Department of Paediatrics, İstanbul University Cerrahpaşa School of Medicine, İstanbul, Turkey**
Department of Medical Microbiology, İstanbul University Cerrahpaşa School of Medicine, İstanbul, Turkey
Aims: To determine the prevalence of nasopharyngeal carriage of Streptococcus pneumoniae in healthy children aged 0-6 years who were vaccinated with pneumococcal conjugate vaccine.
Methods: This cross-sectional study was conducted on 150 healthy Turkish children between 1 month and 6 years of age. Serotyping was performed and risk factors of carriage were evaluated.
Results: The overall carriage rate was 14%. Vaccine type serotypes were determined in 17 (12.6%) children who received full-dose PCV13 vaccine. The highest carriage rate was observed among children younger than 24 months (76.2%). In multivariate analysis, respiratory infection in recent months, age, attendance at a day-care center and antibiotic usage were not statistically significant risk factors for carriage. Overall, S. pneumoniae strains were considered as penicillin susceptible and antimicrobial resistance was limited.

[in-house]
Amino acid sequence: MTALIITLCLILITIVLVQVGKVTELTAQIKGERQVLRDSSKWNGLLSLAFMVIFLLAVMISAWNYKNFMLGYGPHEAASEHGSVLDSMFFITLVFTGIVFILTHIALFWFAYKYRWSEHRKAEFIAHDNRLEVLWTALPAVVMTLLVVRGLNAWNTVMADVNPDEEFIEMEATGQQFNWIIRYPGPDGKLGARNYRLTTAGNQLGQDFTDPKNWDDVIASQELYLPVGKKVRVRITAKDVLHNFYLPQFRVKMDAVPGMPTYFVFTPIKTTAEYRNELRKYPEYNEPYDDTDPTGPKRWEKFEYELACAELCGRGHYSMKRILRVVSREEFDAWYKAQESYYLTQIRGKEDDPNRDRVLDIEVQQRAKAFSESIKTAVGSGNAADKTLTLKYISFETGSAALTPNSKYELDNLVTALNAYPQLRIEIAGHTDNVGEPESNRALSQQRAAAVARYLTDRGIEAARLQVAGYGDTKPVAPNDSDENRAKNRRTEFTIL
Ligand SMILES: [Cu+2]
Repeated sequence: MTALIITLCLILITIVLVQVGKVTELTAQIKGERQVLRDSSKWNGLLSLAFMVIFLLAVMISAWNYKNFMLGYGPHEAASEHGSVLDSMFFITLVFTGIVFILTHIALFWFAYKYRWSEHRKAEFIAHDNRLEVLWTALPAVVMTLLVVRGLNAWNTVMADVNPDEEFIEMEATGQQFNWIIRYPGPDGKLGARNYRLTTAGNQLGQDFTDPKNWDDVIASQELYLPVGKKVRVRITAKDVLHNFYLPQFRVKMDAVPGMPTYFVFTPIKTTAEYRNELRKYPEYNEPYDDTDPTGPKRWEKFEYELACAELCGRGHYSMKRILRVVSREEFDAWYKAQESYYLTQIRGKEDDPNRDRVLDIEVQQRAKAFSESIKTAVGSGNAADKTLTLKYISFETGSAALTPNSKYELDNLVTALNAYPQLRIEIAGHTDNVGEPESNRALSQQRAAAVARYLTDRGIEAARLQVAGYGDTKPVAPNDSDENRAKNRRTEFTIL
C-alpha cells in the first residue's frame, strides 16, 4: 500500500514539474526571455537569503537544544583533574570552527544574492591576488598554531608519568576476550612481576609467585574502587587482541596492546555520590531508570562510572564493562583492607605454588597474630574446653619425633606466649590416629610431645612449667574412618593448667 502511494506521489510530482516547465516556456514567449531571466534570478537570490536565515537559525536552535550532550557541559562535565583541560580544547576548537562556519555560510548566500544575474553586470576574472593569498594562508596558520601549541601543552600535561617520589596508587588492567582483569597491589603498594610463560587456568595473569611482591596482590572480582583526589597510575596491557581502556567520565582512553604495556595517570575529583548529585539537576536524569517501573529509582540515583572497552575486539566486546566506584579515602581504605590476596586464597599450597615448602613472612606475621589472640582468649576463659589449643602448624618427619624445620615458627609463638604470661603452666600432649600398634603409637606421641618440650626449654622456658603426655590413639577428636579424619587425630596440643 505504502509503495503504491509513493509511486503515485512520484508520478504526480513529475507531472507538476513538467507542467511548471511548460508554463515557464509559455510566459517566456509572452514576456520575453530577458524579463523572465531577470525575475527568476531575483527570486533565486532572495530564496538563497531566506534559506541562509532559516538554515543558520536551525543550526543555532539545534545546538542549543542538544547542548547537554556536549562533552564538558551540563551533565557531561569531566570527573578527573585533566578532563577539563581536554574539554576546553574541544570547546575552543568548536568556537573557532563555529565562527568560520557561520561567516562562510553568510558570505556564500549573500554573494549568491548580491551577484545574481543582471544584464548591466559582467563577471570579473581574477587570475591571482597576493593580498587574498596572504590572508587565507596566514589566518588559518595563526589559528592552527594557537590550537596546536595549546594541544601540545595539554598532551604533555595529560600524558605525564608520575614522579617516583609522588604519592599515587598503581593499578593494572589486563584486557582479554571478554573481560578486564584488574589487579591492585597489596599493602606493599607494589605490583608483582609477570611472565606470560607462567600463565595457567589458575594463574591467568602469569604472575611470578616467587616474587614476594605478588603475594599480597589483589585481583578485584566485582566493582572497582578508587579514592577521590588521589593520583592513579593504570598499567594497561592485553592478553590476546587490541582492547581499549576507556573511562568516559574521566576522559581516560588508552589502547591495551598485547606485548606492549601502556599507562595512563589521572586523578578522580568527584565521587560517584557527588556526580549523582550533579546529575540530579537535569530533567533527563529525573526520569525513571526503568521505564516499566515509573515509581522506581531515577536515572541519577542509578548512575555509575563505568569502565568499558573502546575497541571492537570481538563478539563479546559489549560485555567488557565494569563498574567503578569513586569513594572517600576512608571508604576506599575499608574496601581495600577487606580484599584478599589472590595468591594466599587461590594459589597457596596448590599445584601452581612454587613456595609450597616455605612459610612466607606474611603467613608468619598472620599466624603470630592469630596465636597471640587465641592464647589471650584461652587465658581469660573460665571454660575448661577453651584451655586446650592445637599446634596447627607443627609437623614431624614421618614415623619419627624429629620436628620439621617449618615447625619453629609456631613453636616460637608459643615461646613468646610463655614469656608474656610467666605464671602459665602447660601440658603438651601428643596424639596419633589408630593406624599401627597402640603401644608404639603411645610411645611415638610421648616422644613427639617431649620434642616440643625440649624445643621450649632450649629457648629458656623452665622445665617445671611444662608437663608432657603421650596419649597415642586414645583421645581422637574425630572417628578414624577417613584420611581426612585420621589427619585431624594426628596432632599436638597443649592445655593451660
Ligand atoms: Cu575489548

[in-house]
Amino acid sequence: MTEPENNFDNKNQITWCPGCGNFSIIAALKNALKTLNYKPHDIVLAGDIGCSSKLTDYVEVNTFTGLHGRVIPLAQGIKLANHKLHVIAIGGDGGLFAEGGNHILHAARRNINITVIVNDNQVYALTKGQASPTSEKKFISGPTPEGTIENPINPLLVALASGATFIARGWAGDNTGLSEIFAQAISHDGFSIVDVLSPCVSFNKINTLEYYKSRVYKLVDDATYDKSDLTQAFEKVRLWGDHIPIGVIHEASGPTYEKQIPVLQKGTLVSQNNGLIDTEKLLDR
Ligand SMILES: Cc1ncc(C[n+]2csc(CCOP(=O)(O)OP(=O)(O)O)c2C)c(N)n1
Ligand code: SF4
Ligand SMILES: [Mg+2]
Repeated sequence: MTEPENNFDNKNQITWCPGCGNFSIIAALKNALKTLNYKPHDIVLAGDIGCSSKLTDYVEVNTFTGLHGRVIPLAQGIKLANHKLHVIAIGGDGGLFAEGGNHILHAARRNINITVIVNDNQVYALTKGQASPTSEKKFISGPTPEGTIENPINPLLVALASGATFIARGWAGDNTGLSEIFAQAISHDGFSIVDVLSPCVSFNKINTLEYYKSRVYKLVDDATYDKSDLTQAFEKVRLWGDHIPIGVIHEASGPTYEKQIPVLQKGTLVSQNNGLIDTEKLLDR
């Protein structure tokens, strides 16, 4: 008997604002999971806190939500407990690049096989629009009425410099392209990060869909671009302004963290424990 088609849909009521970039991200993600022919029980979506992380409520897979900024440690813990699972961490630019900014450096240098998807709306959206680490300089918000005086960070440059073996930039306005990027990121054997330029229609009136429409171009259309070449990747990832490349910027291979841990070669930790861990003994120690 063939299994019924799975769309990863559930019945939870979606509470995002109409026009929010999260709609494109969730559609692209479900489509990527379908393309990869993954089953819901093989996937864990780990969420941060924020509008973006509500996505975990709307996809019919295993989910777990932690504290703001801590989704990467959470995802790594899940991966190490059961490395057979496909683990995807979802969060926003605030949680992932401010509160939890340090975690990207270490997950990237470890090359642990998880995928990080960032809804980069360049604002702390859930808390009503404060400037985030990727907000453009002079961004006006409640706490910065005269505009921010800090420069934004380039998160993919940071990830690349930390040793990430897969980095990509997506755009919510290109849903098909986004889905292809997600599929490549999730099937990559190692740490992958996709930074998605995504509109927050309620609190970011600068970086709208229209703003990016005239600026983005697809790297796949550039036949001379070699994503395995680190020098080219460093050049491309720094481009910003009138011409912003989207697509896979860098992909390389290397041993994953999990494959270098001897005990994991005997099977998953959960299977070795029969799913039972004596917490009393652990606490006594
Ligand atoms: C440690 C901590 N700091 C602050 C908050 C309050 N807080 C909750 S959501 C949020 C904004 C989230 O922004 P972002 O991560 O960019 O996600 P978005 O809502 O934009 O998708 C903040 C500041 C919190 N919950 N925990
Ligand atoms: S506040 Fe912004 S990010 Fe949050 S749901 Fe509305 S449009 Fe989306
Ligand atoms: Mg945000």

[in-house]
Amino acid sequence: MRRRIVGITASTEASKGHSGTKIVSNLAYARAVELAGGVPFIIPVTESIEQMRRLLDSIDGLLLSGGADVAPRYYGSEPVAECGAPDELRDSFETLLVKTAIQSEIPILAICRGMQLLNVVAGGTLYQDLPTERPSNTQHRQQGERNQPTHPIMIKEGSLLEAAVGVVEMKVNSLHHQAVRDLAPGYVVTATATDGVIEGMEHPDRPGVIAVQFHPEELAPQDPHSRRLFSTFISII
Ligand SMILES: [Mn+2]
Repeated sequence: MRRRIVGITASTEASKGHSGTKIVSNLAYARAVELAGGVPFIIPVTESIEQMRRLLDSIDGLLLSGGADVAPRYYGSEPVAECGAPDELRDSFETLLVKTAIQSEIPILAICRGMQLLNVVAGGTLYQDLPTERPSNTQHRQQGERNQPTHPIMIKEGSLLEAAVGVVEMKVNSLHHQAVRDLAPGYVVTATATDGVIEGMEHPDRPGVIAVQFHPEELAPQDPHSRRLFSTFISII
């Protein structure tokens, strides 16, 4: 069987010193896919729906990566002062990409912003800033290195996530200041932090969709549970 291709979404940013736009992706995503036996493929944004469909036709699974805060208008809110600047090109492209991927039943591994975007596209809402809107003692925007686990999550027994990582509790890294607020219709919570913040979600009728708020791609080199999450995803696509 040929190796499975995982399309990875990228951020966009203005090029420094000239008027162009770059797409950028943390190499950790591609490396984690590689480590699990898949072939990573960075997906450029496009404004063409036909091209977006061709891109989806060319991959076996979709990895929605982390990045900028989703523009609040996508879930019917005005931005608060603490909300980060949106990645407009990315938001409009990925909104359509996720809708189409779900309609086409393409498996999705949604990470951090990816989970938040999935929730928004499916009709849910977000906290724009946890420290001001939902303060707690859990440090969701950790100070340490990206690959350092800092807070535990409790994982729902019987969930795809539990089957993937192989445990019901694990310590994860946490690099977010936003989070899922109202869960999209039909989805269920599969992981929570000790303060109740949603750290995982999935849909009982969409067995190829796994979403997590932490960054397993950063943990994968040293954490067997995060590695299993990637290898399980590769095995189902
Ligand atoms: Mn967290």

Conclusion: We observed a low rate of pneumococcal carriage in children after PCV13 implementation compared with that of children receiving PCV7. Although it was reduced, vaccine serotype colonization in PCV13-vaccinated children remains persistent.